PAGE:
The Lord will keep the pilgrim from evil, of course as the story of Pilgrim’s Progress by John Bunyan demonstrates, God will not prevent us from deliberately making wrong choices and putting ourselves at peril. He will though, preserve our life. On our journey of faith we will sometimes stumble, take wrong turnings and make wrong choices and sometimes those things will bring unfortunate consequences. God will not prevent them, but he promises to deliver us and preserve our lives. He sees the mis-step or the wrong turn and stands ever ready to redirect our steps. He doesn’t shout instructions from the side, but comes alongside and takes our hand and gently, but firmly leads us back to the right way. This is not a one off offer from God, there never comes a time when he says ‘that’s enough’ it is from now until forever.


God knows your journey is steep and dangerous, there are threats along the way and temptations to take short cuts. He knows too, that we are all prone to grow weary and fail, maybe even want to give up and return to the bottom of the hill. For this reason, six times he says he will keep you. In 2 Timothy 1:12 the apostle Paul encourages Timothy with these words: “I know whom I have believed, and I am convinced that he is able to guard until that day what has been entrusted to me.” God has entrusted salvation to you and he will guard it and keep you safe.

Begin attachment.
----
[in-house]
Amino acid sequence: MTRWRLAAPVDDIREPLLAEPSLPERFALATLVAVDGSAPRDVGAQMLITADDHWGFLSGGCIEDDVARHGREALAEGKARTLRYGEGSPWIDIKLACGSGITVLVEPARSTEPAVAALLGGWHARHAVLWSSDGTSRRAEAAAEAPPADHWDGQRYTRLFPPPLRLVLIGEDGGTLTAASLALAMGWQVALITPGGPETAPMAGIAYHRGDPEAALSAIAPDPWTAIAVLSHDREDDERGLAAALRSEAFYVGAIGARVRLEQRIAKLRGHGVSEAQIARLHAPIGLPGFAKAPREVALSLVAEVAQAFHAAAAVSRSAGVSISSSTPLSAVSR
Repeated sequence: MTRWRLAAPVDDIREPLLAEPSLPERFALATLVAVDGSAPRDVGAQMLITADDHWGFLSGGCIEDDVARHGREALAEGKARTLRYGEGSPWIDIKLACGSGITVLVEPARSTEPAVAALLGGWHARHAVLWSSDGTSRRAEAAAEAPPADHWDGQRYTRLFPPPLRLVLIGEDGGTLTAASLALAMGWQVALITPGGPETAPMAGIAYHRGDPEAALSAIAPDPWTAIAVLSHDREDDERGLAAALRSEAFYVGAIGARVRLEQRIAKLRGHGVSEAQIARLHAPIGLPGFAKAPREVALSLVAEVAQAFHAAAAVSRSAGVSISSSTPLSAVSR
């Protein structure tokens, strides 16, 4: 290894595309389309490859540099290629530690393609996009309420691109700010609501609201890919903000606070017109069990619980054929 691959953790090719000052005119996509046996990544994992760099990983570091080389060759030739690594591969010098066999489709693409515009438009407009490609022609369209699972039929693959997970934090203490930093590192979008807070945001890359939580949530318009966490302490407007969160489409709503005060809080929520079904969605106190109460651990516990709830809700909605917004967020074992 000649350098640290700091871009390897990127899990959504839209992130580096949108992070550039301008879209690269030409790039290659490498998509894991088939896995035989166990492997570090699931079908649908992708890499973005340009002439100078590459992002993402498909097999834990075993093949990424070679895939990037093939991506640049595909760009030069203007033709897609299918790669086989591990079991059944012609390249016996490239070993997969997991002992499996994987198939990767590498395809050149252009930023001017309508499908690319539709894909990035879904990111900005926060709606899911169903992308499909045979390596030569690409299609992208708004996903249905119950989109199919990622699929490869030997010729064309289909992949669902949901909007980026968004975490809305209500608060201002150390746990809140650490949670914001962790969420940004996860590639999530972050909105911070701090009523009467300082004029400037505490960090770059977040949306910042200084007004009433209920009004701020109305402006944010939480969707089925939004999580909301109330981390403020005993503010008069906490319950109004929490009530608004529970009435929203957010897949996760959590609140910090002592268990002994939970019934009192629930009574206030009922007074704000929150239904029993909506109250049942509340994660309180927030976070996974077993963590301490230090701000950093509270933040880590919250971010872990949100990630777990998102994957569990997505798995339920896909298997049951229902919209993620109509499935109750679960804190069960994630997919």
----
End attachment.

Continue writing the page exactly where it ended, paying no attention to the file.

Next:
1. Does your pilgrimage seem hard?
  2. What are the dangers you face on the way?
  3. Do you ever worry that you are not strong enough to make it?
  1. Let’s go to the house of the Lord
    Psalm 122     

There is a sense of excitement as this psalm begins. It is festival time all the tribes of Israel were going to meet together in Jerusalem for a major feast. There would music and song, eating and drinking, catching up with family and friends and of course opportunities to worship God together. It was a big event, a break from normal work and an occasion to celebrate.


Holidays as we now know them started as Holy Days and were given to religious observance and pilgrimage. It wasn’t until the 1890’s that the weekend became common (at least in England) and everybody but the wealthy were expected to work six and a half days per week. The idea of annual leave was not adopted until the 1900’s and then usually only one week. It would have been beyond the wildest imagination of people in David’s day to be paid for at least four weeks absence from work every year! No wonder feasts and festivals were anticipated with much enthusiasm.